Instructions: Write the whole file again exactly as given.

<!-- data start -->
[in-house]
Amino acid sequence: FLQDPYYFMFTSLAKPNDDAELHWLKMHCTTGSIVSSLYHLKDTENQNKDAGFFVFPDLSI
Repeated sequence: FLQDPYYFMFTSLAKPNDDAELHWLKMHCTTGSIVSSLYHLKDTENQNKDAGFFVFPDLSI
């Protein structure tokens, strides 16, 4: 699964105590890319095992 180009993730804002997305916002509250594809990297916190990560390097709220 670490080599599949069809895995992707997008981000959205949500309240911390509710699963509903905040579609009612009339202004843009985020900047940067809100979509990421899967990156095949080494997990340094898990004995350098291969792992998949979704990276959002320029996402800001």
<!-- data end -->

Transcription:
[in-house]
Amino acid sequence: FLQDPYYFMFTSLAKPNDDAELHWLKMHCTTGSIVSSLYHLKDTENQNKDAGFFVFPDLSI
Repeated sequence: FLQDPYYFMFTSLAKPNDDAELHWLKMHCTTGSIVSSLYHLKDTENQNKDAGFFVFPDLSI
């Protein structure tokens, strides 16, 4: 699964105590890319095992 180009993730804002997305916002509250594809990297916190990560390097709220 670490080599599949069809895995992707997008981000959205949500309240911390509710699963509903905040579609009612009339202004843009985020900047940067809100979509990421899967990156095949080494997990340094898990004995350098291969792992998949979704990276959002320029996402800001």